September 3, 2008
Response to Spam–Part 1, Found Poetry
It would be disingenuous to discuss the way women are represented on the internet without paying some attention to spam. Spam is fairly easy to overlook, I get flooded with so much of it that it reaches a kind of critical mass and I no longer see the images or hear the words–until another, more shocking piece breaks through the white noise and I am disgusted all over again.
This task was a real challenge for me, I set out to make some ‘art from spam’ a few times, but each time I wasn’t quite ready and had to back off and put it aside for a time when I was feeling more mentally able to cope. There are some days spam evades the filter and makes it to my inbox, where I see it before I get a chance to delete it–some days I just shrug and it bounces off my invisible ‘whatever’ barrier, but other days it gets through, and in that brief instant between where it catches my notice and I hit the delete key it makes it’s way into my brain like a subliminal frame cut into a film and I feel like I have been verbally and visually assaulted. Some days I really do find spam to be more than just an annoying wast of space and bandwidth–sometimes I find it a violation.
So in response I wanted to take these soul destroying email intrusions and create something beautiful.
I recently came across the practice of found poetry via a friend’s live journal, specifically the beautiful poetry of e_dan, found in the words of mynxii*. This was something quite new to me–although I know about concepts of cut-ups and dada and remixes–this seemed to be something quite different and it captured my imagination. Not just to rearrange the words, but to capture a sentiment that is already there, to actually find the poetry that already exists in something. So I decided to give it a go with spam.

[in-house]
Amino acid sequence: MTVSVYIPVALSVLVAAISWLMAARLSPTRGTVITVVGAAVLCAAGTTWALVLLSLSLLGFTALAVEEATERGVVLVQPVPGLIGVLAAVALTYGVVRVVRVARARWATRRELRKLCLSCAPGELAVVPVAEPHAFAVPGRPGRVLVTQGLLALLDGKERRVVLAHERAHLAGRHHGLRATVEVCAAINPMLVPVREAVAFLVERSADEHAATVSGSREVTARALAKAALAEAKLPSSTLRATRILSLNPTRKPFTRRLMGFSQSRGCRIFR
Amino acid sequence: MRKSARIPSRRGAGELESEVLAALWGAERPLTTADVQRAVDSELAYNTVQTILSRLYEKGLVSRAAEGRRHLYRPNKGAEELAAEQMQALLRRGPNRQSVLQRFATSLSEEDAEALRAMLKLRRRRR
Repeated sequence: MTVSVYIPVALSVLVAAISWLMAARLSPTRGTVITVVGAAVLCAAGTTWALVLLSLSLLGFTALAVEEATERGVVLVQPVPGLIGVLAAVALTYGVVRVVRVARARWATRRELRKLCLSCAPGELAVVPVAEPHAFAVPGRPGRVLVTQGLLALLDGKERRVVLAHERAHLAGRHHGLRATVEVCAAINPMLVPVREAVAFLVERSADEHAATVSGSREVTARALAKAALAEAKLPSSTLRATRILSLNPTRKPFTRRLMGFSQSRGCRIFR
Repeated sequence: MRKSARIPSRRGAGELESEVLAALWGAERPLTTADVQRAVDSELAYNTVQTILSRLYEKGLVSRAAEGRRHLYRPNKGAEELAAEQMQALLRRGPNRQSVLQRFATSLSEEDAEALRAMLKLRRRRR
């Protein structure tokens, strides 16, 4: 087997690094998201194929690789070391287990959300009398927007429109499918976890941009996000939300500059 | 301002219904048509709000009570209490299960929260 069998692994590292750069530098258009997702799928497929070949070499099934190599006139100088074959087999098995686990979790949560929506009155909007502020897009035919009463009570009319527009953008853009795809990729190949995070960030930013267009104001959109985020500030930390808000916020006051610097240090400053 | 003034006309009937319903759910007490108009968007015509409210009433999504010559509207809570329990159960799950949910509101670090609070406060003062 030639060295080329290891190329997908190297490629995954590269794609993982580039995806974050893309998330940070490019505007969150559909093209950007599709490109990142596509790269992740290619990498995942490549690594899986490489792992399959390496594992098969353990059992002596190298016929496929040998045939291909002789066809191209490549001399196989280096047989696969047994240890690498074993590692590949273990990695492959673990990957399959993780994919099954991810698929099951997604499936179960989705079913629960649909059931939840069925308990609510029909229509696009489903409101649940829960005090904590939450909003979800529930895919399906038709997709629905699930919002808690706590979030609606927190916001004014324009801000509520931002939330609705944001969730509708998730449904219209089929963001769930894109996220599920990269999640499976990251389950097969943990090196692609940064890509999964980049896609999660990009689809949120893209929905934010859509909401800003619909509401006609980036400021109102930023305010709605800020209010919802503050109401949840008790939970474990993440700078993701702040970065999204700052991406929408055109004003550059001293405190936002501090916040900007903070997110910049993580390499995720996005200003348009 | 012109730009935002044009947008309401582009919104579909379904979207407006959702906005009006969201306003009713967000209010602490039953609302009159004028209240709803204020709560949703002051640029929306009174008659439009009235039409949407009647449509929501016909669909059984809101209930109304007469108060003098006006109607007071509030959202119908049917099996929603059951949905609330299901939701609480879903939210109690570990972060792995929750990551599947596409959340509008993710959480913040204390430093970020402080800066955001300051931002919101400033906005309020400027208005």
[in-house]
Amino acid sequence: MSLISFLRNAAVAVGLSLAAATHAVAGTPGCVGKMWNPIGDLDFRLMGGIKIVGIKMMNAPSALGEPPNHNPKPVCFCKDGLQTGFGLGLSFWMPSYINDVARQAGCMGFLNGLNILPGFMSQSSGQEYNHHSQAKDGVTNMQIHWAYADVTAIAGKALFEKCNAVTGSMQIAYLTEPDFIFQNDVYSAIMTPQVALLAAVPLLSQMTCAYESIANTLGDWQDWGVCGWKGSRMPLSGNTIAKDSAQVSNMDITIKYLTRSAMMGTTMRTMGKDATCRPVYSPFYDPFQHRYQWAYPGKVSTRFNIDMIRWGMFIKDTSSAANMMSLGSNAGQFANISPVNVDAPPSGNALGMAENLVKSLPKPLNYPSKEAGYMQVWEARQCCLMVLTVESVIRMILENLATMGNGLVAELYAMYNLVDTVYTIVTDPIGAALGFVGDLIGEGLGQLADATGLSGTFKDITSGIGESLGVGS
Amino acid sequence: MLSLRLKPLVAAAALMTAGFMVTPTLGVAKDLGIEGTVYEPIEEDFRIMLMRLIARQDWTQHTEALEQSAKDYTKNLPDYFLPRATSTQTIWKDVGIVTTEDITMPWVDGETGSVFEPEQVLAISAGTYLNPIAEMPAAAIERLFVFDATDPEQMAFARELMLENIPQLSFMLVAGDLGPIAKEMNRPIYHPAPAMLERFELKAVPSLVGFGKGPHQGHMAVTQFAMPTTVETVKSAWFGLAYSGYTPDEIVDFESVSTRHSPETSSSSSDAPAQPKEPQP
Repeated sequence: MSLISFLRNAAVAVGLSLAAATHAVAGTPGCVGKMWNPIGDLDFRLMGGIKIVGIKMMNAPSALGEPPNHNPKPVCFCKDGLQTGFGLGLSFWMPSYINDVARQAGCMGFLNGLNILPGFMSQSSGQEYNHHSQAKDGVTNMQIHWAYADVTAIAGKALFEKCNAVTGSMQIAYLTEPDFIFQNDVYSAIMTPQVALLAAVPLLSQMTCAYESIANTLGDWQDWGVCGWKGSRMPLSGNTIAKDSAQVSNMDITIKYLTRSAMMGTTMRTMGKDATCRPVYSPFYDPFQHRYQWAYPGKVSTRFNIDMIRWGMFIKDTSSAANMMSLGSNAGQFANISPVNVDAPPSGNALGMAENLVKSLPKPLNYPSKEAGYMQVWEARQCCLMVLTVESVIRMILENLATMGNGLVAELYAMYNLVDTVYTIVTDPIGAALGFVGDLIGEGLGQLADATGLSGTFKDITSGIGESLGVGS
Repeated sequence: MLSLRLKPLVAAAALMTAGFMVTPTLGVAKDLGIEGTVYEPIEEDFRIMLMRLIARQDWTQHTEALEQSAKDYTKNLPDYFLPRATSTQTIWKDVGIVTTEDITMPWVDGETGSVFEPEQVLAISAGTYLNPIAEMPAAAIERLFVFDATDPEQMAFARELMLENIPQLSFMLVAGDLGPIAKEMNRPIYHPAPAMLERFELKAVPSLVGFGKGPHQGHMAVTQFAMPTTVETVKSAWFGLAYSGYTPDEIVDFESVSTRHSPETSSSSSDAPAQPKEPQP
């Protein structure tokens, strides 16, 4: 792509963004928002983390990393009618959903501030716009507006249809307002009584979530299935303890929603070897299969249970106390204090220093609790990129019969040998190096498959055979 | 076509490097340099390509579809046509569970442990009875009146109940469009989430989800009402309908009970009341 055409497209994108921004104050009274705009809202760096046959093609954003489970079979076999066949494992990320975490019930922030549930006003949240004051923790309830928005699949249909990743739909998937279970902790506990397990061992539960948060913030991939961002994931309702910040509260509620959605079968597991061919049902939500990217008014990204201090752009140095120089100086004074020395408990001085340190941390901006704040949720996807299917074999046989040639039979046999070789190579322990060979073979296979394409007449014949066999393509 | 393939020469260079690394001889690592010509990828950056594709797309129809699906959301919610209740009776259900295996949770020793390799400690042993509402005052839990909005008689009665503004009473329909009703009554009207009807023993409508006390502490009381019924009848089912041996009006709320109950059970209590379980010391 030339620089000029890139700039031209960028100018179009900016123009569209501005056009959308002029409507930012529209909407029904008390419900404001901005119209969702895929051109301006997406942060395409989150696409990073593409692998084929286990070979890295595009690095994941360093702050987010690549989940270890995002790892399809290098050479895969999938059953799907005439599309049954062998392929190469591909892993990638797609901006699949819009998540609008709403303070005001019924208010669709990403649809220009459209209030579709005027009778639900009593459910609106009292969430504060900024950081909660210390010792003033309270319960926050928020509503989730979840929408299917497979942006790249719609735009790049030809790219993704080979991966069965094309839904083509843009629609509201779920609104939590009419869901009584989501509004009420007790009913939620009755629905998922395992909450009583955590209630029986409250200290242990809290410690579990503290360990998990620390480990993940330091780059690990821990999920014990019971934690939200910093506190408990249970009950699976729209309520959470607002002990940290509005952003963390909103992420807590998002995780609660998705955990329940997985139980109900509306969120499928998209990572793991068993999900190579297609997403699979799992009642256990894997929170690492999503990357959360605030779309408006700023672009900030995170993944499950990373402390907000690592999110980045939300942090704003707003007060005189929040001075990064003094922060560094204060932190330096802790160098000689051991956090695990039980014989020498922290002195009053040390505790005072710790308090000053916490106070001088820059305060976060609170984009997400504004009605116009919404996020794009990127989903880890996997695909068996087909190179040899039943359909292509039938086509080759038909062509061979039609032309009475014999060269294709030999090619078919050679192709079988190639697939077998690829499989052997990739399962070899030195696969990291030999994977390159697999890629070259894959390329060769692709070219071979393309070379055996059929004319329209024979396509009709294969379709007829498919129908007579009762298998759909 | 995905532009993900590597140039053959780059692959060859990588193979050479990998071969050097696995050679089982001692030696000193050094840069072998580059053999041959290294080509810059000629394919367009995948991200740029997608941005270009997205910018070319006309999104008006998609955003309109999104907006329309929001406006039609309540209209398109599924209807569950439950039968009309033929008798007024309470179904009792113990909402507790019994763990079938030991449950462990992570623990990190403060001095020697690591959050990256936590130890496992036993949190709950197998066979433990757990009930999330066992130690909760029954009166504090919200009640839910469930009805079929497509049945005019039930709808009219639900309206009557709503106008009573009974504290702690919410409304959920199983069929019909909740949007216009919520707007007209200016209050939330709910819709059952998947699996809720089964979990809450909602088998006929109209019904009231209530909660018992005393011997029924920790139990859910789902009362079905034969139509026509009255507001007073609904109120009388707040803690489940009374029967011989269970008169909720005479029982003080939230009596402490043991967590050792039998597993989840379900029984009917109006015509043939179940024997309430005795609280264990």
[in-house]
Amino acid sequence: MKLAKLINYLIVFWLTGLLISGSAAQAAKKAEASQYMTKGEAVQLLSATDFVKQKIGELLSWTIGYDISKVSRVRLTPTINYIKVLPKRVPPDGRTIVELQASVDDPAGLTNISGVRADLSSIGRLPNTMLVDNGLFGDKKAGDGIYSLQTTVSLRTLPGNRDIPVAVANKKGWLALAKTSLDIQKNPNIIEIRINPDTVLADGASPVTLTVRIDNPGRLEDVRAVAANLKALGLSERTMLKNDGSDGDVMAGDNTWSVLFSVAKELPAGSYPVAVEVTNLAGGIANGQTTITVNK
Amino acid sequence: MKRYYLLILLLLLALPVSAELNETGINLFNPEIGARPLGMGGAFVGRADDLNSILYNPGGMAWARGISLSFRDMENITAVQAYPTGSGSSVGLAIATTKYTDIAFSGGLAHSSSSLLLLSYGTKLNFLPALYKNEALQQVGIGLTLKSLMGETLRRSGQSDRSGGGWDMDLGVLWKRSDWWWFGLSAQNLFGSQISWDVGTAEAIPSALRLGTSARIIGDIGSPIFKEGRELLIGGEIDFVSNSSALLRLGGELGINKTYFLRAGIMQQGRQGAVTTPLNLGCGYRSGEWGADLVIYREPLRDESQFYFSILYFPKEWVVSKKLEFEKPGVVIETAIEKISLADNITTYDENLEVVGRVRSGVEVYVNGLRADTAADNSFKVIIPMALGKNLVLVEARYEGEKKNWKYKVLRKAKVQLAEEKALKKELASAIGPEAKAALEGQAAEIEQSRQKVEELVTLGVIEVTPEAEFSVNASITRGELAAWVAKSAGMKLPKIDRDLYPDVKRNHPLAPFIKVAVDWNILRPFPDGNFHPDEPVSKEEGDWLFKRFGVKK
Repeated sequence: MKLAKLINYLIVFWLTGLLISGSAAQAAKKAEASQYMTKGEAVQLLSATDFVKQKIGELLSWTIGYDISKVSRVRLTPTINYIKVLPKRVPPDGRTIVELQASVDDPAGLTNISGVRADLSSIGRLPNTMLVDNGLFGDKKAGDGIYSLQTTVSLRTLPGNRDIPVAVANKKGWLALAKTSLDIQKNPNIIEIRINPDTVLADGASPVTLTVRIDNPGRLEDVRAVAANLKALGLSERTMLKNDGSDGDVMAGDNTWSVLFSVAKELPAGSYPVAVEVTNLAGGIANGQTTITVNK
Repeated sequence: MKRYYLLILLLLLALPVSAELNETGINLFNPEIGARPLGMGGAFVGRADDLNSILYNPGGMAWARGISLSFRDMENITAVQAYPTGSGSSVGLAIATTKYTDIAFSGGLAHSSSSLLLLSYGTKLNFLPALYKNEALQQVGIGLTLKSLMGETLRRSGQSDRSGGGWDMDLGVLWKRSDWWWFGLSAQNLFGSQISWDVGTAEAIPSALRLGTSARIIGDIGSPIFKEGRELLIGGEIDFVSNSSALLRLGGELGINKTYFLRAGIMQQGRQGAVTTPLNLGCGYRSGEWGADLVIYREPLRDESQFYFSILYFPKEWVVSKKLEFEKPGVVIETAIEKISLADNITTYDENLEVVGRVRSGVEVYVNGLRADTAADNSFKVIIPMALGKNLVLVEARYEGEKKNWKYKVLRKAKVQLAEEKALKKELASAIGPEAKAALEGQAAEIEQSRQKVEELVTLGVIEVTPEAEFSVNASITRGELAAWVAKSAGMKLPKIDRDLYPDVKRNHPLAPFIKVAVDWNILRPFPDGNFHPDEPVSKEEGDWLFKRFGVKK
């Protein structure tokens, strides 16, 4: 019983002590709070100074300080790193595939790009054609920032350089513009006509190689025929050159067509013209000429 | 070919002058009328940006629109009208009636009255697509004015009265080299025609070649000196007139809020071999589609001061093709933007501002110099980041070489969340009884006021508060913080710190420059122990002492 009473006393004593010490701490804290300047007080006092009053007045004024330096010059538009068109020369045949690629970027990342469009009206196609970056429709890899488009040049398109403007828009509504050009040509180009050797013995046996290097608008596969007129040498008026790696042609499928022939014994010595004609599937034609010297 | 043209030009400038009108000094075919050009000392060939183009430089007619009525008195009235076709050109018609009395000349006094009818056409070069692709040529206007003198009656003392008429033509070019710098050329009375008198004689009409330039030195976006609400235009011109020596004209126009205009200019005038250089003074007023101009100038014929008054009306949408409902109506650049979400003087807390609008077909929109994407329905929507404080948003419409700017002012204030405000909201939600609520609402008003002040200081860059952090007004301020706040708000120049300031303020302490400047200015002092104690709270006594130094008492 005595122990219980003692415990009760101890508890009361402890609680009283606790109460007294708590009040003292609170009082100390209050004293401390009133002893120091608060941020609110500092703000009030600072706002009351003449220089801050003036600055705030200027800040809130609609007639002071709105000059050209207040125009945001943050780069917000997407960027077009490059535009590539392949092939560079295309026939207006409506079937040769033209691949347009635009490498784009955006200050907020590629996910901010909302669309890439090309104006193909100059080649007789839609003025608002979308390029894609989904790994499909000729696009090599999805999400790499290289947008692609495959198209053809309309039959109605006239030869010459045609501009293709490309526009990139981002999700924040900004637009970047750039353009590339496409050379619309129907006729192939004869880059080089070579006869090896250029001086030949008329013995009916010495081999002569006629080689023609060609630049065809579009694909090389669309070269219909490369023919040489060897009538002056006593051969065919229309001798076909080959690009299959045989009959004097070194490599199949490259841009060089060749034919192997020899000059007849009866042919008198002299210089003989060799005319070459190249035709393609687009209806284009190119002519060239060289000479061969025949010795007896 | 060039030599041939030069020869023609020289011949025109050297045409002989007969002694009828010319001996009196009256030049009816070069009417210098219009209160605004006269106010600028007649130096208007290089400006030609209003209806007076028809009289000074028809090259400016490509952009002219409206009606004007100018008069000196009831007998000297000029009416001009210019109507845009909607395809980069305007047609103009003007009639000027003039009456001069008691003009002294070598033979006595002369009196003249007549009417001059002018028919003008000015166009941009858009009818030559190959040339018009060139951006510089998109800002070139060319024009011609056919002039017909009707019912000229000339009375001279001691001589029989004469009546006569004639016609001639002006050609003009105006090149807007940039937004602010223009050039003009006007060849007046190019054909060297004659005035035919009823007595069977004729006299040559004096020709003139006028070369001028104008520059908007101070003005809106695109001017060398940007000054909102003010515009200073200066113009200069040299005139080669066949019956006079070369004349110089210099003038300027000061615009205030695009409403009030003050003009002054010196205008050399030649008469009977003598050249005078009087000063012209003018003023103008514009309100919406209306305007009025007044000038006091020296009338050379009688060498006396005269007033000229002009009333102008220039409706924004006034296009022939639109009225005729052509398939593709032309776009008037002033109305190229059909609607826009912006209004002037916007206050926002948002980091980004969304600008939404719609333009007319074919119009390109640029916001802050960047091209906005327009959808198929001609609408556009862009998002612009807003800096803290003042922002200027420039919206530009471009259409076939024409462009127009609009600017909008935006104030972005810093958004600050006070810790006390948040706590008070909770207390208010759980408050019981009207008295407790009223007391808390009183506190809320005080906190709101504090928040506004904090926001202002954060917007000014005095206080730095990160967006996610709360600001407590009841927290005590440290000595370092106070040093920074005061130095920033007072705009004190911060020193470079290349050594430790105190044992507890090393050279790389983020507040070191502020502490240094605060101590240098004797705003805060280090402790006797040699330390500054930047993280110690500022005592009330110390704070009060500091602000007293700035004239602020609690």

Even this was not as easy as it first seemed. I wanted to keep sentences intact as much as I could so as to genuinely find the beauty in the spam rather than just putting the whole thing into a blender and molding the mush into any shape I wanted (because let’s face it, with over 3000 pieces of spam on my machine I could probably pick out and paste together any words that I wanted). But the biggest thing I have learned through this exercise is that the language of spam, (apart from being exempt from the rules of grammar and sentence structure), is highly passionate and emotive. Working with the sentences I had it was really, really quite difficult to avoid writing classic teenage angst poetry. It seems the language of spam is pure emotion.
In any case I persevered, I pulled out sentences that caught my attention and worked with them until I saw something I felt was worth saying. Many sentences were found in their entirety, others were just a few words that fitted together in a way that I liked. Every part of this poem is cut and pasted as is from messages in my junk folder.
being a normal everyday person
is the most beautiful thing in this world
to clasp the hand of a beloved friend,
to want to keep them safe, Every second
but to let go, knowing that you cannot
and to Risk walking in this particularly wolflike world anyway,
with a smile on your face
living, loving, and being—
no more and no less
so here is my precious gift to you
to let you know that you are more than you have,
and you have more than you need, today.
I was not ready for such a turn of events—
To find satisfaction in the everyday
life is BEAUTIFUL AND EVEN BETTER THAN I EXPECTED
*to which I must say I am not surprised, for in her words there must be volumes of breathtaking poetry to be found